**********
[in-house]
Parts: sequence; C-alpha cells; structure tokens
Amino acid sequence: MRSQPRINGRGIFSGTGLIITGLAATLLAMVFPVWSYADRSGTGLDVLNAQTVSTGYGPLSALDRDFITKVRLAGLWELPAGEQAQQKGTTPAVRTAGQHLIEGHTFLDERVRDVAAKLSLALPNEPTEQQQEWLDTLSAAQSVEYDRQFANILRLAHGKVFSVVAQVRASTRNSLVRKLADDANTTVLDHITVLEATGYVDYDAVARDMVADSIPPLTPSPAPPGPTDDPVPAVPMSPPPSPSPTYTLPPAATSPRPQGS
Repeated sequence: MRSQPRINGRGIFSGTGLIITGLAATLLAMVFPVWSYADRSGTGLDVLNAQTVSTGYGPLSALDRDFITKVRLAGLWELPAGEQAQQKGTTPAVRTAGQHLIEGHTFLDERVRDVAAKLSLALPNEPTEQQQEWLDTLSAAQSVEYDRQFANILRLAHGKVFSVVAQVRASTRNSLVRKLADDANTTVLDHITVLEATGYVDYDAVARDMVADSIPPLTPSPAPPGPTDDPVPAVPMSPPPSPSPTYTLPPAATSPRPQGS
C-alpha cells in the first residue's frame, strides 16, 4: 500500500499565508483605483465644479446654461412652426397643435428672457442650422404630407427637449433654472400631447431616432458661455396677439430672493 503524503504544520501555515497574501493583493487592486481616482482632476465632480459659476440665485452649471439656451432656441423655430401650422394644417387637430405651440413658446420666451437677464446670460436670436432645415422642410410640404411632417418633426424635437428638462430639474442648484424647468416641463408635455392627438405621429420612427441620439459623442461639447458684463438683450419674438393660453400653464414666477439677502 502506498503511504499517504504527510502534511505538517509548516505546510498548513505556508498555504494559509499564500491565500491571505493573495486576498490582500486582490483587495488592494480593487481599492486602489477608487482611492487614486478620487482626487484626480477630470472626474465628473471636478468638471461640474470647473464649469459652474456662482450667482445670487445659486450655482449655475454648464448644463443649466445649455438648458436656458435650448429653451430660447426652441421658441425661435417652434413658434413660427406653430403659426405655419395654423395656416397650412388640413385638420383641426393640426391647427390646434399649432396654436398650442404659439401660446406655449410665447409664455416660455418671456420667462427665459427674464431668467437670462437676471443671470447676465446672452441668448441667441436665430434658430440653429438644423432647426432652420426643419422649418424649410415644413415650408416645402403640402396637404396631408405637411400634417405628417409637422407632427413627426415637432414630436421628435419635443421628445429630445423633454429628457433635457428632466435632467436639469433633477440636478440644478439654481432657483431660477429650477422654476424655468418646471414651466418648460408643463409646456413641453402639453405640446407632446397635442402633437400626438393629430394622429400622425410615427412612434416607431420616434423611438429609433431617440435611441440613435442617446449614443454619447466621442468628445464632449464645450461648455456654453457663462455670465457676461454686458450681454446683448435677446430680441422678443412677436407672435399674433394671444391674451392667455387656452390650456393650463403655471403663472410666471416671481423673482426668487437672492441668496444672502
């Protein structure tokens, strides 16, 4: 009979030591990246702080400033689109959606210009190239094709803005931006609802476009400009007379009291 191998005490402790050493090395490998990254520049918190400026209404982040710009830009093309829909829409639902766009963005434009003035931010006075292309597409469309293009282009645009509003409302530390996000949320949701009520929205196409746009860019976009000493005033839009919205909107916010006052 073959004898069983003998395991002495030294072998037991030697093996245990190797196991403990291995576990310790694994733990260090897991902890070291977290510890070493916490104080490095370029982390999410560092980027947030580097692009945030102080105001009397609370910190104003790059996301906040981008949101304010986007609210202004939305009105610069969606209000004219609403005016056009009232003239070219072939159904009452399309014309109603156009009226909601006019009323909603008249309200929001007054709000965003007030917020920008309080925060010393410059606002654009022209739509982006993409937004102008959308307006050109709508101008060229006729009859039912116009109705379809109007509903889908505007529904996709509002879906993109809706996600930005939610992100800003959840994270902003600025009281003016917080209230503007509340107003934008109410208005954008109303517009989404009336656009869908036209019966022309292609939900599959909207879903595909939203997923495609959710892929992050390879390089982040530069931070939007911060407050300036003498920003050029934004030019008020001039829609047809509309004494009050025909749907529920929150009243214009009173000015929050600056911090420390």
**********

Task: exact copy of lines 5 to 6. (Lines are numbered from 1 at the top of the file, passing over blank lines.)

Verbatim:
C-alpha cells in the first residue's frame, strides 16, 4: 500500500499565508483605483465644479446654461412652426397643435428672457442650422404630407427637449433654472400631447431616432458661455396677439430672493 503524503504544520501555515497574501493583493487592486481616482482632476465632480459659476440665485452649471439656451432656441423655430401650422394644417387637430405651440413658446420666451437677464446670460436670436432645415422642410410640404411632417418633426424635437428638462430639474442648484424647468416641463408635455392627438405621429420612427441620439459623442461639447458684463438683450419674438393660453400653464414666477439677502 502506498503511504499517504504527510502534511505538517509548516505546510498548513505556508498555504494559509499564500491565500491571505493573495486576498490582500486582490483587495488592494480593487481599492486602489477608487482611492487614486478620487482626487484626480477630470472626474465628473471636478468638471461640474470647473464649469459652474456662482450667482445670487445659486450655482449655475454648464448644463443649466445649455438648458436656458435650448429653451430660447426652441421658441425661435417652434413658434413660427406653430403659426405655419395654423395656416397650412388640413385638420383641426393640426391647427390646434399649432396654436398650442404659439401660446406655449410665447409664455416660455418671456420667462427665459427674464431668467437670462437676471443671470447676465446672452441668448441667441436665430434658430440653429438644423432647426432652420426643419422649418424649410415644413415650408416645402403640402396637404396631408405637411400634417405628417409637422407632427413627426415637432414630436421628435419635443421628445429630445423633454429628457433635457428632466435632467436639469433633477440636478440644478439654481432657483431660477429650477422654476424655468418646471414651466418648460408643463409646456413641453402639453405640446407632446397635442402633437400626438393629430394622429400622425410615427412612434416607431420616434423611438429609433431617440435611441440613435442617446449614443454619447466621442468628445464632449464645450461648455456654453457663462455670465457676461454686458450681454446683448435677446430680441422678443412677436407672435399674433394671444391674451392667455387656452390650456393650463403655471403663472410666471416671481423673482426668487437672492441668496444672502
């Protein structure tokens, strides 16, 4: 009979030591990246702080400033689109959606210009190239094709803005931006609802476009400009007379009291 191998005490402790050493090395490998990254520049918190400026209404982040710009830009093309829909829409639902766009963005434009003035931010006075292309597409469309293009282009645009509003409302530390996000949320949701009520929205196409746009860019976009000493005033839009919205909107916010006052 073959004898069983003998395991002495030294072998037991030697093996245990190797196991403990291995576990310790694994733990260090897991902890070291977290510890070493916490104080490095370029982390999410560092980027947030580097692009945030102080105001009397609370910190104003790059996301906040981008949101304010986007609210202004939305009105610069969606209000004219609403005016056009009232003239070219072939159904009452399309014309109603156009009226909601006019009323909603008249309200929001007054709000965003007030917020920008309080925060010393410059606002654009022209739509982006993409937004102008959308307006050109709508101008060229006729009859039912116009109705379809109007509903889908505007529904996709509002879906993109809706996600930005939610992100800003959840994270902003600025009281003016917080209230503007509340107003934008109410208005954008109303517009989404009336656009869908036209019966022309292609939900599959909207879903595909939203997923495609959710892929992050390879390089982040530069931070939007911060407050300036003498920003050029934004030019008020001039829609047809509309004494009050025909749907529920929150009243214009009173000015929050600056911090420390």